What is the impact of the lithium battery aging system on battery performance?

Where Qloss is the capacity loss, B is the pre-exponential factor, C Rate is the discharge rate, R is the gas constant, T is the absolute temperature in Kelvin, and Ah is the amount measured in Ah. Equations [1] and [4] are empirical models, so the units on either side of the equal sign are not exactly the same.

Many researchers believe that high current discharges can cause cracks in the SEI layer, followed by SEI repair. [1, 14, 16, 18, 19] Therefore, the side reaction on the surface of the anode was accelerated, and the thickness of the SEI film was further increased. All of these processes increase the consumption of recyclable lithium and the impedance of the battery. In fact, higher battery temperatures are always accompanied by higher discharge rates, which obscures the real cause of accelerated battery aging at high discharge currents. In this paper, the effects of stress factor temperature and discharge rate on mixed cathode lithium ion soft pack batteries were investigated.

The hybrid cathode was developed to combine the advantages of different cathode materials. Some research groups have tried to explain the aging mechanism of the mixed cathode LiMn2O4/LiNi1/3Mn1/3Co1/3O2. [2,20,21] They have found that the aging mechanism in such cells is mainly the loss of recyclable lithium and partial loss of cathode material. However, little information is available about the aging behavior of the LiCoO2/LiNi0.8Co0.15Al0.05O2 (LCO/NCA) hybrid cathode.

2 test

In order to study the effects of temperature and discharge rate stress factors on lithium-ion batteries, a SLPB50106100 lithium-ion soft pack battery with a nominal capacity of 5 Ah from the manufacturer Kokam was tested. According to the results of energy dispersive X-ray spectroscopy, the active material of the battery is composed of graphite at the anode and LCO / NCA at the cathode. The data sheet gives the range of parameters from 2.7 V to 4.2 V and the maximum current rates of charging and discharging 2C and 5C.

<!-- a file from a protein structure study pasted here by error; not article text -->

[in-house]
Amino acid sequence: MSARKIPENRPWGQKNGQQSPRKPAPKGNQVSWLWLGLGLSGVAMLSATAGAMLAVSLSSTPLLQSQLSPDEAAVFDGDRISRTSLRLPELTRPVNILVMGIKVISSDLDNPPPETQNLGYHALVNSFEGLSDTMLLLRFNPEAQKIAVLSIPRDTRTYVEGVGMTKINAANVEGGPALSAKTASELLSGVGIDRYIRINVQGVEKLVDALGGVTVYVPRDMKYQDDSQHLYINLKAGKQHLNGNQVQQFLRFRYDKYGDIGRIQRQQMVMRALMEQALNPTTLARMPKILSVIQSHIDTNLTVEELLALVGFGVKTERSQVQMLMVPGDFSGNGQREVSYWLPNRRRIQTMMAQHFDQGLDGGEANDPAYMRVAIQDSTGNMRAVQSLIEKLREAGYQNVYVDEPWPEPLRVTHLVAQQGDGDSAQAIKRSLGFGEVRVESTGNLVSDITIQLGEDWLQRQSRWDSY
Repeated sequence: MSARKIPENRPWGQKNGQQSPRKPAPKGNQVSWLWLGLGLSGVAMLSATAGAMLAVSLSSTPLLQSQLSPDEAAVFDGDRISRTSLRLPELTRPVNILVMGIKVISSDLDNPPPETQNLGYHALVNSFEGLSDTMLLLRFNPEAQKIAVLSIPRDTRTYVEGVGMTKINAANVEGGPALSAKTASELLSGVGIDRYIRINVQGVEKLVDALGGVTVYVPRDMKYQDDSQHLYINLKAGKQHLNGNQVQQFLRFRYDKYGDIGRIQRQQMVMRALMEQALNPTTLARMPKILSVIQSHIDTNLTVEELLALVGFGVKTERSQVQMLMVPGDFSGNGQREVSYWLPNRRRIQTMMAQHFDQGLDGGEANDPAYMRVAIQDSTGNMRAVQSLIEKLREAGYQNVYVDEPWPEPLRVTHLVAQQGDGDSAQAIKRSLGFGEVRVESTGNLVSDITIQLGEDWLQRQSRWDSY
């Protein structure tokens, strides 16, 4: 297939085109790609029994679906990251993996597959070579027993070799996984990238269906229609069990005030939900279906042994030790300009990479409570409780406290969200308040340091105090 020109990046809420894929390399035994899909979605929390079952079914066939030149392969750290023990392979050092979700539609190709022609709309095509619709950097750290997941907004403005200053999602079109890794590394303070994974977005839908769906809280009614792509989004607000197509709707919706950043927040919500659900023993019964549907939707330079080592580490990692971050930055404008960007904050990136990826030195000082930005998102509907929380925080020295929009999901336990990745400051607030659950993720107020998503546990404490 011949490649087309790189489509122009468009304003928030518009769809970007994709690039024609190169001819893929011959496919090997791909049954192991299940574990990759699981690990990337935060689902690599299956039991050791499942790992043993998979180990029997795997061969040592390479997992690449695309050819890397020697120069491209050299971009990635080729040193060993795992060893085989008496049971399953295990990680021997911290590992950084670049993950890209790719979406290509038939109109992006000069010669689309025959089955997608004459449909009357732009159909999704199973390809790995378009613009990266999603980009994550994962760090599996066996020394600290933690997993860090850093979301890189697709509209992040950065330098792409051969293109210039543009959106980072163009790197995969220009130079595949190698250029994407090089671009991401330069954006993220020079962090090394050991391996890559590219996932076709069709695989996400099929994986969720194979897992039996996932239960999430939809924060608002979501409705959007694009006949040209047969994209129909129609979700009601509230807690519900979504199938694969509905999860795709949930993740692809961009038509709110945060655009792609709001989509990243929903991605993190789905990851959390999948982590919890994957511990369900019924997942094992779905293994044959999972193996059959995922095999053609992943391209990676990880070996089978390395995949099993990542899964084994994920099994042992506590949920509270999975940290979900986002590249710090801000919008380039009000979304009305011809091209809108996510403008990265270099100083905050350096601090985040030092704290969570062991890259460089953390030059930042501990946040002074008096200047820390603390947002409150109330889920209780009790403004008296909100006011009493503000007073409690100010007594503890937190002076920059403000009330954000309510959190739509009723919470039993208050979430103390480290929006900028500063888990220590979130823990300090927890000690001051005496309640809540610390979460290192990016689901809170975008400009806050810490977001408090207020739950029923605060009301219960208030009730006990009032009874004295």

In our aging experiments, performance tests are performed periodically to check the health of the cells (SoH). Performance testing is divided into basic performance testing and extended performance testing. The basic performance test, the capacity test, is performed every two weeks. Extended performance testing is performed every four weeks, including capacity testing, open circuit voltage (OCV) testing, and electrochemical impedance spectroscopy (EIS) testing. Cyclic testing, capacity testing and OCV testing are managed by BaSyTec's Battery Test System (CTS). The EIS test was performed on a potentiostat VMP3 from Biologic Science Instruments. All of these tests were performed in a climate chamber at 25 ° C. The cell test was conducted under normal atmospheric pressure without applying additional external pressure.